Saturday, February 09, 2008

Lecture Notes II: Why Are We Catholics?

Rev. J. Bryan Hehir: Reasons, Questions, Reflections

Continued from Part I.

Christ as the Center of Our Prayer

In Part I, we were locating where the Church fits in the structure of Catholic faith. The Mystery of the Trinity, the Incarnation, and the Church.

In worship, we are drawn into the life of the Trinity.

- A dynamic of knowledge and love
- An exchange of love between the Father, the Son, and the Holy Spirit
- In prayer, we are drawn into knowledge of God and up into the love of God.

There were two different approaches to the understanding of Life in God.

- Rome’s
- Constantinople’s

In the West, under the influence of St. Augustine, there is stress on:

- Unity of God
- Going inside the Trinity to point to three people

In the East:

- Do not start with unity
- Start with three persons, and trace from there back to unity.

The Eastern approach is how you encounter God through worship..

- To the Father
- Through the Son
- In the Holy Spirit

The inner life of God is pure spirit (St. John’s opening passage – “The Word”)

How do we come to know who God is? Through the Incarnation. The Word became flesh and dwelt among us. It opened the life of the Trinity to us.

The Incarnate Christ is two things:

1) The perfect revelation of who God is, revealed in word and deed. The image of the invisible God.

2) Christ as the one who takes us back to God. The perfect response to God’s love. The pattern of our way of life, for those who walked in “The Way”. To be a disciple means to “walk in the discipline.”

For some, this is the totality of Christ. Put all together, there is a two-fold meaning, and that becomes Christ as mediator.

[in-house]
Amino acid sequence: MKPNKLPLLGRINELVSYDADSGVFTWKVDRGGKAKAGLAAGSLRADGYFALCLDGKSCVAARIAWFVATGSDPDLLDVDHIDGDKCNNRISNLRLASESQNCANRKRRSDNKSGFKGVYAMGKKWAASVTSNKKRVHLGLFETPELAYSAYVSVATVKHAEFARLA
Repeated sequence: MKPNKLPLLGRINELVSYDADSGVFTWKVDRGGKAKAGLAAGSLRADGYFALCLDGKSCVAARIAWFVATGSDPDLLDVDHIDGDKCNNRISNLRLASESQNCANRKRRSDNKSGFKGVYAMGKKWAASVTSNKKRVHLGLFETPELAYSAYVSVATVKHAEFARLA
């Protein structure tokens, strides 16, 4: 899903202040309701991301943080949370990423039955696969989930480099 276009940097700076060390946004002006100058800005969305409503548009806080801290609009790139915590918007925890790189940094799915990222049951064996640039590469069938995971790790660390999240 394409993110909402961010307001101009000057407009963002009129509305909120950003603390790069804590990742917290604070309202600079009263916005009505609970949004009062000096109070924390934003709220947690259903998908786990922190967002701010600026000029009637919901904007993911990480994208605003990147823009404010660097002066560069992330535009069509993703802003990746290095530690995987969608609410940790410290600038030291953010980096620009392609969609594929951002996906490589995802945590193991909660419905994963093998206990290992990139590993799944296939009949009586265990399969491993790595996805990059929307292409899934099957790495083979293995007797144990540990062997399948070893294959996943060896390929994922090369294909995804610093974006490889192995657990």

Pius XXII – Mediator Dei. Christ stands between God and us, brings grace to us, and lifts us up to God.

Part of our prayer is dependent on the human Christ.

In the three Synoptic Gospels, we see certain aspects of Christ.

- In Luke, forgiveness
- In Matthew, teaching
- In Mark, action

St. John’s Gospel is the only one we hear for the last two weeks of Lent.

“The light came into the darkness, and the darkness could not overcome it.”

Christ entered a world separated from God. The journey back to God can only pass through the Cross. The Passover of Christ, or, Paschal Mystery. It breaks the power of sin in the world. In the Resurrection is the triumph over death and sin. At the Ascension he sends the Holy Spirit.

How are we joined to Christ?

When he becomes one of us, he is never separated from God. He is without sin in a world filled with sin. Jesus walks the earth filled with the Spirit of God, but he cannot share it. The darkness must be broken, which can only occur through his death and Resurrection.

The Risen Christ can only be known through faith. He is only available to us through the eyes of faith. He says to Mary Magdalene, “Don’t touch me, I must return to the Father first. Then I will send the Spirit.” Then the Spirit of God fills the world. We receive it in Baptism, and are joined to the Risen Christ.

We cannot know this Christ or grow in him without prayer. Prayer is a means to an end. The Spirit teaches us to pray,

There are two kinds of prayer:

1) Public
2) Personal (Private)

1) Public Prayer – Liturgy (from “liturgia” – “public work”)

Essential meaning is that it is the Risen Christ who prays, and we gather around him as a community. It is expressed in:
- Sacraments
- Liturgy of the Divine Office

To the Father, through the Son, in the Holy Spirit

The Mass is the great study of public prayer. We gather in the Spirit, bound by the Spirit, in the Mystical Body of Christ. This is two-dimensional:

I. In Word
a. Spirit speaks to Spirit
b. Christ is Teacher
c. Holds special power when read in the assembly

II. In Sacrament
a. Christ is Priest
b. Sacrifice of Christ (unbloodied)
c. Once for all

Regarding Christ’s sacrifice: It was not the degree of suffering that mattered, but the offering of obedience to the Father.

We repeat the sacrifice in ritual and symbol so that we can be drawn into the perfect prayer of Christ.

It is Christ the Priest who offers the liturgy. The Priesthood of Believers joins in community with him. The ordained priest links the community with the Risen Christ.